Minor Thoughts from me to you

Selling Reservations Democratizes the Dining Experience →

Tyler Cowen, writing for the New York Times.

When restaurants don't charge for reservations, they tend to hold back tables for regular customers, celebrities, very attractive people and the politically and socially well connected. You might be dying to go to that restaurant for a special birthday or anniversary, but you'll simply be unable to get in. Money is ultimately a more egalitarian force than privilege, as everyone’s greenbacks are worth the same.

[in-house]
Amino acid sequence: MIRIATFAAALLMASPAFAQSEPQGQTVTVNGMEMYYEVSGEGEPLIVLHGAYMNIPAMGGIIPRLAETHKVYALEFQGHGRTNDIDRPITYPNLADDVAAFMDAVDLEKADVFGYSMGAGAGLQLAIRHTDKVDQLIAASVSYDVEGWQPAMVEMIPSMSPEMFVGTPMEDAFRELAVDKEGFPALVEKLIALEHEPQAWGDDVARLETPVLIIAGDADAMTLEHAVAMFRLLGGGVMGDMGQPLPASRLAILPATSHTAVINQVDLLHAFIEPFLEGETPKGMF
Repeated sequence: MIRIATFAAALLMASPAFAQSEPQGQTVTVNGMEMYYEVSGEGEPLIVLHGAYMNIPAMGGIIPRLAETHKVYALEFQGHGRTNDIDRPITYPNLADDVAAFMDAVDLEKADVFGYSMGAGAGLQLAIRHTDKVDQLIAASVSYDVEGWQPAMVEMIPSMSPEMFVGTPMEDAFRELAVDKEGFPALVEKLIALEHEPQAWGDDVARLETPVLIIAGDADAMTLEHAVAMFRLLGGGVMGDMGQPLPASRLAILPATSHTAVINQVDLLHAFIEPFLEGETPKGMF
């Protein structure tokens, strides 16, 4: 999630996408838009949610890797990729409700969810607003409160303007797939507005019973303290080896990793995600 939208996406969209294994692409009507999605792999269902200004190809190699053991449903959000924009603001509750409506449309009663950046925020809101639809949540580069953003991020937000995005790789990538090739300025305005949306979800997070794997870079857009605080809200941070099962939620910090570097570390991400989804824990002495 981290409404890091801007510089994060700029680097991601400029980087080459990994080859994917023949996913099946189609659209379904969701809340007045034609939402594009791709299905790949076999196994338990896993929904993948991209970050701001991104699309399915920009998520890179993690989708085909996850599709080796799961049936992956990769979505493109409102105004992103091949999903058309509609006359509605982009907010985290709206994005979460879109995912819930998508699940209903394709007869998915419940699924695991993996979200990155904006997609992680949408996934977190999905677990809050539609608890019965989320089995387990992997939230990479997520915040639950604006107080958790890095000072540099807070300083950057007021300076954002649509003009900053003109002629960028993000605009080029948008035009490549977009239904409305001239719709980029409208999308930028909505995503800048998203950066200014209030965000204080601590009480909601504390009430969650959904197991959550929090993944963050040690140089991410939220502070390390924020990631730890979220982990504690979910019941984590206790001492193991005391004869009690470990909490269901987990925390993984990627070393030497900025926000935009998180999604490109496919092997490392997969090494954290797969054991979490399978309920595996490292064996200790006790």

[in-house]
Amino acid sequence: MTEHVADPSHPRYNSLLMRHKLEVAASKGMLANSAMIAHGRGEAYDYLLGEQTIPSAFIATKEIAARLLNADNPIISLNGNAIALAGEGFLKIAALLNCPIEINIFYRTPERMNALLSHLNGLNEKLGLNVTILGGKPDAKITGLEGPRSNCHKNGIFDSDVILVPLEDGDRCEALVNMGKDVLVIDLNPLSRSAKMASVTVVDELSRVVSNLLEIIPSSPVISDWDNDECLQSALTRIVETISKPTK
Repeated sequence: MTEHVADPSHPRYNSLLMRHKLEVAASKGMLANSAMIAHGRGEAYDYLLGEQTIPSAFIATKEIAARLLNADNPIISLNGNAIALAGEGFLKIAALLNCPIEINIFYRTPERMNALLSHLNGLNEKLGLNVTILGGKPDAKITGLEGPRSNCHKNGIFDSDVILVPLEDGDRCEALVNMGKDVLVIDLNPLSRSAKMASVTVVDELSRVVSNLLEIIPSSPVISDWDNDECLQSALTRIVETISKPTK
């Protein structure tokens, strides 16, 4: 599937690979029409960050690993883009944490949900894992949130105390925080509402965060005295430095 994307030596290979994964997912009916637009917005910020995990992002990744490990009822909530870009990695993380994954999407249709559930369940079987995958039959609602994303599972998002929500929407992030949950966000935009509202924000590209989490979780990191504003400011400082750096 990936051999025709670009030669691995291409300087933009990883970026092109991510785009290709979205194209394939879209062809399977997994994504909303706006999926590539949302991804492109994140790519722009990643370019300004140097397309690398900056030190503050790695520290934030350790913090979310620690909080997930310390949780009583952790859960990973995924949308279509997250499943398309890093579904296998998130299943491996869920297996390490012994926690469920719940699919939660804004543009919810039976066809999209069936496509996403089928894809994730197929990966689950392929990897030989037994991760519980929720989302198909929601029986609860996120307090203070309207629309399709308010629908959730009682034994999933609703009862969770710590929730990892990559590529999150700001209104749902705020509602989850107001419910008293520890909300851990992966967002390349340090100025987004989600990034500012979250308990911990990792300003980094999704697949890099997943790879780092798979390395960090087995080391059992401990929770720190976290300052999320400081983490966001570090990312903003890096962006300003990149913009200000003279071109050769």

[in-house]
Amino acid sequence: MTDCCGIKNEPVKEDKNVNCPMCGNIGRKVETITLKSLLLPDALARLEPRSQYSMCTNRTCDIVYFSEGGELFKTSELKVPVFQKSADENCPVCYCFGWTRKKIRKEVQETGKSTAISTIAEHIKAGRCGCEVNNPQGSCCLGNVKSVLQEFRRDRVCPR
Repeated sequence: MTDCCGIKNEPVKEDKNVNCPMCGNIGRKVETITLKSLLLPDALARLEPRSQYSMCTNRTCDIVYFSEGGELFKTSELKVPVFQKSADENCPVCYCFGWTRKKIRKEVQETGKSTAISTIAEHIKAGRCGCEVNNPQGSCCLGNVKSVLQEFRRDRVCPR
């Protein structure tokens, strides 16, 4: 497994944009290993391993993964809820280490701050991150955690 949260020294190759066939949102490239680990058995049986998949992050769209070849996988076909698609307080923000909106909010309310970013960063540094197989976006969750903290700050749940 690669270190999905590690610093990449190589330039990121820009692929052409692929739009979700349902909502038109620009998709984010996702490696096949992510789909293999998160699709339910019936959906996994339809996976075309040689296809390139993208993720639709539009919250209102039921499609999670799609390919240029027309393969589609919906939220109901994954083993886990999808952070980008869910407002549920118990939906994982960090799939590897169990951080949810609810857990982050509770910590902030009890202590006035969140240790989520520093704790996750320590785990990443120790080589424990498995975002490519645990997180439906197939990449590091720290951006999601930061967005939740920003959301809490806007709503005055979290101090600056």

This applies to far more than just restaurant reservations, of course. All scarce goods must be rationed. That rationing can be done by connections or cash. I'd prefer that it'd be done by cash, putting everyone on an even field of play. (Those without cash can earn it, raise it, or be given it. Connections are much harder to come by.)